Drug chain outlines five consumer segments, aims to better meet their needs
LAS VEGAS -- Trips and total basket ring are up in the drug channel, and Walgreens, in most cases, is performing as well or better than its competitionwhat better time to revamp its strategy and refocus its marketing efforts. "We've just completed a nine-month journey into customer insights," said company vice president and chief marketing officer Kim Feil. "Our goal is to become the preferred, routine destination of choice."
Feil, speaking at the IRI Summit 2009 in Las Vegas this week, said company executives are "rewiring ourselves so our category teams are reorganizing [image-nocss] our categories around occasions.... We have a positively viewed brand, and we're retaining that, but it doesn't say, 'Why should you come here today'."
Thus, the Deerfield, Ill.-based company will roll out in coming months a new marketing program that will target specific demographics of consumers identified by Walgreens as key segments. They are:
Efficient Eileen: A young Baby Boomer or older Generation Xer who seeks convenience and shops the store often. She enjoys efficiencies and information delivered at the shelf. Active Amy: She is a fickle but family-focused convenience seeker who is less likely to purchase products for stock-up purposes. Socialite Stella: This Walgreens devotee is considered a social-influencer, often shops for fill-in trips and tends to be African American. She likes to be in-the-know, treats shopping like a treasure hunt and gets to know the employees in the store personally. Merry Maria: This Walgreens-loyal shopper tends to be Hispanic, a parent and interested in getting health and wellness advice. She is concerned about her community and tends to review store circulars before shopping. Care-Seeking Carol: This older demographic (62 years old and older) is interested in personal health-care issues and does not typically use the Internet. She considers herself a traditionalist and is looking for a personal touch in terms of customer service. While noting that each of the new demographics is identified as a woman, Feil said the customers could just as easily be men.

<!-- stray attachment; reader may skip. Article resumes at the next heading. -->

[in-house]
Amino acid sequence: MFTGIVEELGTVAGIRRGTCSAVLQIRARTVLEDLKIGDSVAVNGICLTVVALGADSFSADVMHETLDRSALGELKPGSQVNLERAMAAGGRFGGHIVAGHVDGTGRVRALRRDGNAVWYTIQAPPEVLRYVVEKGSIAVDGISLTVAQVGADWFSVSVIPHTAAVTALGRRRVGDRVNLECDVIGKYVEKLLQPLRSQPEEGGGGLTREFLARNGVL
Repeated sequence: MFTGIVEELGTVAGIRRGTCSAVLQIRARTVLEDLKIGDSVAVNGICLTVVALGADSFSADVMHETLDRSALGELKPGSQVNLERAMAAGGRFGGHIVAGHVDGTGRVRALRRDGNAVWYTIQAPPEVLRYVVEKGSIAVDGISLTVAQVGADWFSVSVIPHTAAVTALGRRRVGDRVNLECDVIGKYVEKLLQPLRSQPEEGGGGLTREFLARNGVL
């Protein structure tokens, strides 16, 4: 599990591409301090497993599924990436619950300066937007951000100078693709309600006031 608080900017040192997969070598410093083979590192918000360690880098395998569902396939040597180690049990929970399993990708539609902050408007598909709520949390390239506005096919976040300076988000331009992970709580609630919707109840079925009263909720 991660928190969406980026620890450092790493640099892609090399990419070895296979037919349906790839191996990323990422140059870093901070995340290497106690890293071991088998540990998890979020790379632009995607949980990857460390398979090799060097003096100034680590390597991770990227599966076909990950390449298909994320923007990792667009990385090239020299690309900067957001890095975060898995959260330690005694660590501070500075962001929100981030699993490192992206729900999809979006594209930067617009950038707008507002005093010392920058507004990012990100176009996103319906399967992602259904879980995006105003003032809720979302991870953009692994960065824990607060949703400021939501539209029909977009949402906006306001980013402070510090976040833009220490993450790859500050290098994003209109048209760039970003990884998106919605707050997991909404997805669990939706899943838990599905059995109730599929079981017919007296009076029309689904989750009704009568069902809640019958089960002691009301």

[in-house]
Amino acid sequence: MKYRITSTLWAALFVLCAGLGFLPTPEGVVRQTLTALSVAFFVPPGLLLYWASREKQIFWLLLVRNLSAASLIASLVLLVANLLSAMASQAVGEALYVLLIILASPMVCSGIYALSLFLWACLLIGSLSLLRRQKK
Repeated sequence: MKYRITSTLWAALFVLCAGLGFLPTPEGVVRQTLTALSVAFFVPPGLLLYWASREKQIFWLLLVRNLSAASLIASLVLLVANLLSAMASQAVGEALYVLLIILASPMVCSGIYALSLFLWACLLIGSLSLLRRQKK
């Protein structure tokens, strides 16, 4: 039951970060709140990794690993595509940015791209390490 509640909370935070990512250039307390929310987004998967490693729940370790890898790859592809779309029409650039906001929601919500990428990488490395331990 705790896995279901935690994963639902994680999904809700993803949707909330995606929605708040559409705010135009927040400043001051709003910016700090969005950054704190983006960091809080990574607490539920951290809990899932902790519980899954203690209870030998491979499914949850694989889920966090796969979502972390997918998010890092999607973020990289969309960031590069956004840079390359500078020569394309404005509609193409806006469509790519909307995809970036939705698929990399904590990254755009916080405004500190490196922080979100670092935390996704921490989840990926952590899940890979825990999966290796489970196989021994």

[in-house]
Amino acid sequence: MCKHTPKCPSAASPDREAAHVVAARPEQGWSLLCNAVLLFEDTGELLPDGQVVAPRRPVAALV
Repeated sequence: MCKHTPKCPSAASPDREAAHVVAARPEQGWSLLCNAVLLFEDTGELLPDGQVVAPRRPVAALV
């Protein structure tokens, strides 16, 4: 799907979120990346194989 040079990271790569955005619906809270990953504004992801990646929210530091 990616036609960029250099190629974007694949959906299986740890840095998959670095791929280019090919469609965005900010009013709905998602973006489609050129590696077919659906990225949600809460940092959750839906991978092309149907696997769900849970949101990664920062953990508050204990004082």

In unveiling these demographics, Feil asked manufacturers in the audience to consider the descriptions and work with Walgreens in serving each group as best as it can. "We are creating tracking systems for every one of these segments," she said. "This is going to be a very different and measured approach for us."
In offering an example of how each demographic might be better served, Feil noted that Walgreens recently began reorganizing its stores. In one case, the previously spread out diapers, baby medicines and children's thermometers, among other baby products, were regroup into a "baby care" section. The result: 41% of baskets added another item.
Similar grouping is also under way for health-care products, beauty aids and vitamins, among other categories. This process, Feil said, may mean deleting some SKUs and adding others. "It's more important that we have the right assortment for our customers," she said.
The company said in its second-quarter fiscal 2009 financial statement that it opened or acquired 57 drugstores during the period for a net gain of 48 stores after relocations and closings. In the first half of the fiscal year, it opened or acquired 269 stores, compared with 282 in the year-ago period, with a net gain of 235 stores after relocations and closings. It agreed to acquire 12 Rite Aid locations in San Francisco and eastern Idaho. Last week, Walgreens also agreed to acquire 32 Drug Fair drugstores across northern and central New Jersey along with pharmacy files for 11 other Drug Fair locations.